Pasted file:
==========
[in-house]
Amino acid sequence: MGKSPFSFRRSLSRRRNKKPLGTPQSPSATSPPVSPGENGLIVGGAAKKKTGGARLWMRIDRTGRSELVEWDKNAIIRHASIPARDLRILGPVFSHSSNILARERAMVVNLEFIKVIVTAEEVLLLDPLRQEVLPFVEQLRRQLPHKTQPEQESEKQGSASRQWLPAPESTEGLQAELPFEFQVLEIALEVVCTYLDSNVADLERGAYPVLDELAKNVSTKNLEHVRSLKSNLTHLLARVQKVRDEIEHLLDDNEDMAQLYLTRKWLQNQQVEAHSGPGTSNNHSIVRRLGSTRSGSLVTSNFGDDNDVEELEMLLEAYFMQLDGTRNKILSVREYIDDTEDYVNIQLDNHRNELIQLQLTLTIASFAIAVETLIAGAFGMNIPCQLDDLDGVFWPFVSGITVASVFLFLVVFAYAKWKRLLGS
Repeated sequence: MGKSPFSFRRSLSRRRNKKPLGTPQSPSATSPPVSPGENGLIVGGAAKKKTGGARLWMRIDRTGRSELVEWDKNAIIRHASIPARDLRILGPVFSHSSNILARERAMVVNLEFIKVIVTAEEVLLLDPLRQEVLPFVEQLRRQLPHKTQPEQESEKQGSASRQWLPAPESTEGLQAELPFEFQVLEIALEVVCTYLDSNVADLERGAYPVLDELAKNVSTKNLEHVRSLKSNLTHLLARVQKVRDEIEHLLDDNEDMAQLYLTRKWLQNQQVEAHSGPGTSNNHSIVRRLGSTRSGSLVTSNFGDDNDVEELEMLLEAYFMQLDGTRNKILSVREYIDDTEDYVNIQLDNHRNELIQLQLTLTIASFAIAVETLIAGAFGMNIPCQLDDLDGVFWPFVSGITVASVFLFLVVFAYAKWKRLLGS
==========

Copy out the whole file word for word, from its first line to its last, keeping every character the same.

[in-house]
Amino acid sequence: MGKSPFSFRRSLSRRRNKKPLGTPQSPSATSPPVSPGENGLIVGGAAKKKTGGARLWMRIDRTGRSELVEWDKNAIIRHASIPARDLRILGPVFSHSSNILARERAMVVNLEFIKVIVTAEEVLLLDPLRQEVLPFVEQLRRQLPHKTQPEQESEKQGSASRQWLPAPESTEGLQAELPFEFQVLEIALEVVCTYLDSNVADLERGAYPVLDELAKNVSTKNLEHVRSLKSNLTHLLARVQKVRDEIEHLLDDNEDMAQLYLTRKWLQNQQVEAHSGPGTSNNHSIVRRLGSTRSGSLVTSNFGDDNDVEELEMLLEAYFMQLDGTRNKILSVREYIDDTEDYVNIQLDNHRNELIQLQLTLTIASFAIAVETLIAGAFGMNIPCQLDDLDGVFWPFVSGITVASVFLFLVVFAYAKWKRLLGS
Repeated sequence: MGKSPFSFRRSLSRRRNKKPLGTPQSPSATSPPVSPGENGLIVGGAAKKKTGGARLWMRIDRTGRSELVEWDKNAIIRHASIPARDLRILGPVFSHSSNILARERAMVVNLEFIKVIVTAEEVLLLDPLRQEVLPFVEQLRRQLPHKTQPEQESEKQGSASRQWLPAPESTEGLQAELPFEFQVLEIALEVVCTYLDSNVADLERGAYPVLDELAKNVSTKNLEHVRSLKSNLTHLLARVQKVRDEIEHLLDDNEDMAQLYLTRKWLQNQQVEAHSGPGTSNNHSIVRRLGSTRSGSLVTSNFGDDNDVEELEMLLEAYFMQLDGTRNKILSVREYIDDTEDYVNIQLDNHRNELIQLQLTLTIASFAIAVETLIAGAFGMNIPCQLDDLDGVFWPFVSGITVASVFLFLVVFAYAKWKRLLGS